|by Anonymous||reply 47||03/12/2013|
r46, we should hang out. Are you as bored as I am?
|by Anonymous||reply 48||03/12/2013|
Is butter a dessert? Of course not, no one serves butter alone. It is, however, an [bold]ingredient[/bold] in many desserts. It's also an ingredient in many other dishes.
Now read that paragraph back but replace "butter" with "cream cheese".
It's just as stupid to call cream cheese a dessert as it is to call butter a dessert.
|by Anonymous||reply 49||03/12/2013|
who would eat fruit and cheese for dessert? that's weird.
|by Anonymous||reply 50||03/12/2013|
Dessert is not synonymous with sweets and pastries, R50.
|by Anonymous||reply 51||03/12/2013|
The USDA classifies cream cheese as a cheese, so the legal answer is that cream cheese is a cheese.
There is some disagreement among other sources that seems to be based on whether a milk product that hasn't been treated with rennet can really be called a cheese. Like ricotta, cream cheese is treated with an acid.
Cheese trivia: Small curd cottage cheese is produced with an acid-treated milk product. Large curd cottage cheese is produced with a rennet-treated milk product.
|by Anonymous||reply 52||03/12/2013|
[quote]And, yes, cream cheese is a dessert because it's mainly used for dessert, as in cheesecake
|by Anonymous||reply 53||03/12/2013|
[quote]And, yes, cream cheese is a dessert because it's mainly used for dessert, as in cheesecake
You don't say!
|by Anonymous||reply 54||03/12/2013|
I can only imagine that the people claiming its "a dessert" are shut-in flyoverians in some god-forsaken red state where there are no Jews. It's so firmly attached to lox and bagels for most of us that this can be the only explanation for these posts.
|by Anonymous||reply 55||03/12/2013|
Chocolate is used in savory Mexican moles, but it's still classified as a dessert. Cream cheese is no different. It may be used on bagels, but it's still a dessert.
|by Anonymous||reply 56||03/12/2013|
Chocolate is an ingredient in many other things, many of which are desserts, but by itself it is not a dessert. Ever tried eating unsweetened chocolate?
|by Anonymous||reply 57||03/12/2013|
St. Olaf, Op? Southside?
|by Anonymous||reply 58||03/12/2013|
[quote]Chocolate is used in savory Mexican moles, but it's still classified as a dessert.
Many dessert items and confections are flavored with sweetened chocolate, but chocolate is not itself a dessert. Chocolate is super bitter.
|by Anonymous||reply 59||03/12/2013|
No it's NOT a "dessert" you fucking imbecile.
|by Anonymous||reply 60||03/12/2013|
[quote]Chocolate is used in savory Mexican moles, but it's still classified as a dessert. Cream cheese is no different. It may be used on bagels, but it's still a dessert.
I'm beginning to understand that people who post things like this are using "dessert" to mean "confectionery", whereas the people who are arguing against them are using "dessert" in the conventional sense of "last course of a meal." Same with people puzzled by fruit and cheese as a dessert: they think dessert=confectionery.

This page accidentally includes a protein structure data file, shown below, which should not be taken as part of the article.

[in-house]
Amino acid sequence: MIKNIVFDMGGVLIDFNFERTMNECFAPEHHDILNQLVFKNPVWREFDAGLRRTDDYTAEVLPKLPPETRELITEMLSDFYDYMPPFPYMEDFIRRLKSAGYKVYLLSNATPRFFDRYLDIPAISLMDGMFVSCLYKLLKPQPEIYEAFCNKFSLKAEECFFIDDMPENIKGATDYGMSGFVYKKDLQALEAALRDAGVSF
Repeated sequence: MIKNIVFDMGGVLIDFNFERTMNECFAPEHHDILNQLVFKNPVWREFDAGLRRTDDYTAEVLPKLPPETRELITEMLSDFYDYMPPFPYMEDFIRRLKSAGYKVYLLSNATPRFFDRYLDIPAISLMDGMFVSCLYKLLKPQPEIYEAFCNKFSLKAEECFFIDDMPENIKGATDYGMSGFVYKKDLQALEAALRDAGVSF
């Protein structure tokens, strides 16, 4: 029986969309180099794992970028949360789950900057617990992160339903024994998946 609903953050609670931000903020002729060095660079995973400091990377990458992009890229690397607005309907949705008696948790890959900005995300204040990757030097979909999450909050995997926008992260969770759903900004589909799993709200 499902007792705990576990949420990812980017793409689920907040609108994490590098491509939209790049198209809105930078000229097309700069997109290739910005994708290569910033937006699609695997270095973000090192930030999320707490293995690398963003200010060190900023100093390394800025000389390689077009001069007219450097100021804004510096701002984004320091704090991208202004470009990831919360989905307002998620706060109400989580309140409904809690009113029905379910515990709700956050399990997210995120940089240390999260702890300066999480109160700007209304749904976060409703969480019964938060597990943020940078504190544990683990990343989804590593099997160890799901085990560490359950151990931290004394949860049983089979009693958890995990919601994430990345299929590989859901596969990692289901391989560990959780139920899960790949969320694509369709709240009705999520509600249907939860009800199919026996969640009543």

(Also, they're thinking cream cheese=confectionery because they've only ever had it sweetened, in something like cheesecake. They've never actually tasted the savory substance the rest of us mean by "cream cheese".)
|by Anonymous||reply 61||03/12/2013|
Cream cheese is an American invention developed in 1872 in New York state. A cheese distributor soon commissioned the enterprising dairyman to produce the cream cheese in volume under the trade name "Philadelphia Brand®." The company was eventually bought out by Kraft Foods in 1928, and still remains the most widely-recognized brand of cream cheese in the United States.
Cream cheese is similar to French Neufchatel in that it is made from cow's milk, but differs in that it is unripened and often contains emulsifiers to lend firmness and lengthen shelf-life. USDA law requires standard cream cheese must contain at least 33 percent fat and no more than 55 percent water, although there are low-fat and nonfat varieties now on the market.
Cream cheese is categorized as a fresh cheese since it is unaged. As a result, it has a short shelf life, once opened. The flavor is mild, fresh-tasting, and sweet, yet has a pleasing slight tang. At room temperature, cream cheese spreads easily and has a smooth and creamy texture. It is sold in foil-wrapped blocks or in a soft-spread form which has air whipped in to make it spreadable right from the refrigerator. Many flavored versions are also now available, including those with herbs, fruits, and even salmon blended in.